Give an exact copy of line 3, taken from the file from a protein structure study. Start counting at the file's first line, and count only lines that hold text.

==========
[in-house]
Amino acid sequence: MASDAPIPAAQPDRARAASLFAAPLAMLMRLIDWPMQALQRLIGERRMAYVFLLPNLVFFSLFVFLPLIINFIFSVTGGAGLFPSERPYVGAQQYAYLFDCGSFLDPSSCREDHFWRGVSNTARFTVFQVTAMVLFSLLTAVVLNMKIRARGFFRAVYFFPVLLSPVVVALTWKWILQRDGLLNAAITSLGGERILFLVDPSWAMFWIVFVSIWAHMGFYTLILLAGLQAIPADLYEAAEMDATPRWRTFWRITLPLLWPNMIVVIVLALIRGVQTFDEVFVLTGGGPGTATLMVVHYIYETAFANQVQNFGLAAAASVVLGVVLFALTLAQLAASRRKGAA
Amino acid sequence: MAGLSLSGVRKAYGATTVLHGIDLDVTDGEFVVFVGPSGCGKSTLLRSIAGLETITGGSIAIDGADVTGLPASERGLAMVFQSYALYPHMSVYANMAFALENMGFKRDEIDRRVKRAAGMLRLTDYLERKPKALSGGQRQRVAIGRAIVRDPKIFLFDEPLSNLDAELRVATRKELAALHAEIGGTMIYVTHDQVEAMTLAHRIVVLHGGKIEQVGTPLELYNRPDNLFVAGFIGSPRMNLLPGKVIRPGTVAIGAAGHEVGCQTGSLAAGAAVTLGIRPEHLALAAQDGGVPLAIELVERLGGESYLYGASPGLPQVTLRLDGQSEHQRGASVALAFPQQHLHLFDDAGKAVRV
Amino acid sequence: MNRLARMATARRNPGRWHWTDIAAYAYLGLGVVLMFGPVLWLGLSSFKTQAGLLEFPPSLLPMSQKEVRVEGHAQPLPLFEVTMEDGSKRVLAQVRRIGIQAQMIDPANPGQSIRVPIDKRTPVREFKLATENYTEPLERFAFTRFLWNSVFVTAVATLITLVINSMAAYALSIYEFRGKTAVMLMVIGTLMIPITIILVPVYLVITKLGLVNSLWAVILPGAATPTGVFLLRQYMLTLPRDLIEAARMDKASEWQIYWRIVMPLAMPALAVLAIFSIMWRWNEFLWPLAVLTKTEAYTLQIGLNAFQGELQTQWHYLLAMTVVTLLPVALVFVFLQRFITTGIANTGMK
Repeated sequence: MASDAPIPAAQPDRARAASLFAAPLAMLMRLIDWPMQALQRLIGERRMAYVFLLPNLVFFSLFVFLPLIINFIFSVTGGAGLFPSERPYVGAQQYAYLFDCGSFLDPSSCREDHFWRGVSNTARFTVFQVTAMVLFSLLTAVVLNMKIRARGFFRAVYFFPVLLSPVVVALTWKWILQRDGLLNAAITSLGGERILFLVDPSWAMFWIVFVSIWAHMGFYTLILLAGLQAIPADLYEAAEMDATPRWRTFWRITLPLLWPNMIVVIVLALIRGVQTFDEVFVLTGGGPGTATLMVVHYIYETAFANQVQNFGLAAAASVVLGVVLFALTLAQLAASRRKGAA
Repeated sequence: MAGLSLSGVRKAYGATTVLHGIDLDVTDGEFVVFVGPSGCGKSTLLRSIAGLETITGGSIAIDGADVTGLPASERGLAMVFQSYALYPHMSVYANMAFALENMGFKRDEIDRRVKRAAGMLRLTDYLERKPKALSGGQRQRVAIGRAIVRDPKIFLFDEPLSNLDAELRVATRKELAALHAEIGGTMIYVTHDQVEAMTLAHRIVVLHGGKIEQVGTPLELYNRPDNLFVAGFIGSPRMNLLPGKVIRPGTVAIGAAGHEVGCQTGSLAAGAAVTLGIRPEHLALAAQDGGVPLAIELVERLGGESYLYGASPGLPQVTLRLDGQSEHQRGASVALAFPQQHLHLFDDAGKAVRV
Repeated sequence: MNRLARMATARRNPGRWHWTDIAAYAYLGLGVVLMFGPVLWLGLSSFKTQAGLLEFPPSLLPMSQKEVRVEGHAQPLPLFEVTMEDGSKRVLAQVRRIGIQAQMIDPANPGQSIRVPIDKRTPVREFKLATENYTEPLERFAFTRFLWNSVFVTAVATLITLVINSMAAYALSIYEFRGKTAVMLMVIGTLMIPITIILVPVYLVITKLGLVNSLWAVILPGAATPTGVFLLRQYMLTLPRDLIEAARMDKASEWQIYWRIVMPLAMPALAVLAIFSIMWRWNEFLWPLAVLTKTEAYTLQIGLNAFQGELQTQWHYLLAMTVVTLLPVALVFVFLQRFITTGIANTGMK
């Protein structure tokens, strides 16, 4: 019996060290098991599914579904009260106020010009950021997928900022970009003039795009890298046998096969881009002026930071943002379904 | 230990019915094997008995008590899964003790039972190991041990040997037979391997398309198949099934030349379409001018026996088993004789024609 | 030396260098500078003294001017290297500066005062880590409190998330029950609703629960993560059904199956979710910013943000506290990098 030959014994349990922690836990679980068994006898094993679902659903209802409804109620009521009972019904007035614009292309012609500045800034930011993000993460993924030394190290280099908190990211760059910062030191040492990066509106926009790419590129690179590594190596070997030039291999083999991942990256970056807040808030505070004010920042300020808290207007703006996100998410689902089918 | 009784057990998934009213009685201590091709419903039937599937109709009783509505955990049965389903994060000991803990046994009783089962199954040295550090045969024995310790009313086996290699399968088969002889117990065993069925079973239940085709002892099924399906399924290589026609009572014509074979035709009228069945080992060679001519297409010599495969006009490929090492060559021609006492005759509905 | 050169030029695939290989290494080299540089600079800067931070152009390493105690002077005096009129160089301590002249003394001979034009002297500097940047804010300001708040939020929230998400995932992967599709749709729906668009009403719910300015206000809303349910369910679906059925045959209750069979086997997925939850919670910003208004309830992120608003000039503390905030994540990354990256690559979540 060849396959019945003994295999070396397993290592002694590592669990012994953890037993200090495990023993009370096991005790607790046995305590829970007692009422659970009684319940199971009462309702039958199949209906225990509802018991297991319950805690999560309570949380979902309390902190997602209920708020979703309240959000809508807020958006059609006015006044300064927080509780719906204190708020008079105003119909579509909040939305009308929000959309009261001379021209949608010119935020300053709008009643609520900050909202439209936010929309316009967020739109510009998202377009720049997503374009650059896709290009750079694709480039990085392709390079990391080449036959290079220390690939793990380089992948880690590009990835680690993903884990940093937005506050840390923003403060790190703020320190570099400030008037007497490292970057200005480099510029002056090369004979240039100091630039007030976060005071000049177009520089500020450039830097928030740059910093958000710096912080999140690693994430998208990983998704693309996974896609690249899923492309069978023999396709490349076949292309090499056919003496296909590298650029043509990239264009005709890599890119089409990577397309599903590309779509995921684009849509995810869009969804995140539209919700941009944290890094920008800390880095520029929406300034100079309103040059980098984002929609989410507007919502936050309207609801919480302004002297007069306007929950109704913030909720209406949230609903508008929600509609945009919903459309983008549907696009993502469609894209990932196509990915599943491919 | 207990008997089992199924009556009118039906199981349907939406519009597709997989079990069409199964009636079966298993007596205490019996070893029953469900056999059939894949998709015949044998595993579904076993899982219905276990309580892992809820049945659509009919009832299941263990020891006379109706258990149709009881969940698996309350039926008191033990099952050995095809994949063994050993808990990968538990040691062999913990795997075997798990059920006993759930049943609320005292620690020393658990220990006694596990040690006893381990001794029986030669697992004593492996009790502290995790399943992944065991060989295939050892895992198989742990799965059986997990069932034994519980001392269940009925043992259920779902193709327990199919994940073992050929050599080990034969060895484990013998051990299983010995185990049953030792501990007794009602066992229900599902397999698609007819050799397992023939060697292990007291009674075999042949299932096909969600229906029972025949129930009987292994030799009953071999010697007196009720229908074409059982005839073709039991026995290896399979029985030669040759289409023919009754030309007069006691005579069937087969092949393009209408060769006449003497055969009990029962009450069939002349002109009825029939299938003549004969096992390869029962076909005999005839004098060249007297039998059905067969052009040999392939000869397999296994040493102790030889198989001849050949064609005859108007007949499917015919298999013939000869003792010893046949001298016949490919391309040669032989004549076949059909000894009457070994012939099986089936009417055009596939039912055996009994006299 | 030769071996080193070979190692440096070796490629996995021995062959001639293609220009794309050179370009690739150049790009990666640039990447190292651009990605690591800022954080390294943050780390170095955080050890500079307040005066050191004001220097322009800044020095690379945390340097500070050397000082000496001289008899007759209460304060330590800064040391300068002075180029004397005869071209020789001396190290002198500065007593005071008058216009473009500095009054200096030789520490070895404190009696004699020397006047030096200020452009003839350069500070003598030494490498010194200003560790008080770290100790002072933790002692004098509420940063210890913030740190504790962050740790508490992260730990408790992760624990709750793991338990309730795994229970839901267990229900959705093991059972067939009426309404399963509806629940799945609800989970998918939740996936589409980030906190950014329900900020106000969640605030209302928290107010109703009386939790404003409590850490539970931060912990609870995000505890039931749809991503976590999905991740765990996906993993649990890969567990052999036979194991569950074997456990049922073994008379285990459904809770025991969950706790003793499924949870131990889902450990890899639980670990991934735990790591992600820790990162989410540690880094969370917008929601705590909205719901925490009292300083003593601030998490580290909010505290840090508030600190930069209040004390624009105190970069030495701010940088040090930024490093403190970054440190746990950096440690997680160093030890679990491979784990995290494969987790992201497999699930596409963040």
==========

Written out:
Amino acid sequence: MAGLSLSGVRKAYGATTVLHGIDLDVTDGEFVVFVGPSGCGKSTLLRSIAGLETITGGSIAIDGADVTGLPASERGLAMVFQSYALYPHMSVYANMAFALENMGFKRDEIDRRVKRAAGMLRLTDYLERKPKALSGGQRQRVAIGRAIVRDPKIFLFDEPLSNLDAELRVATRKELAALHAEIGGTMIYVTHDQVEAMTLAHRIVVLHGGKIEQVGTPLELYNRPDNLFVAGFIGSPRMNLLPGKVIRPGTVAIGAAGHEVGCQTGSLAAGAAVTLGIRPEHLALAAQDGGVPLAIELVERLGGESYLYGASPGLPQVTLRLDGQSEHQRGASVALAFPQQHLHLFDDAGKAVRV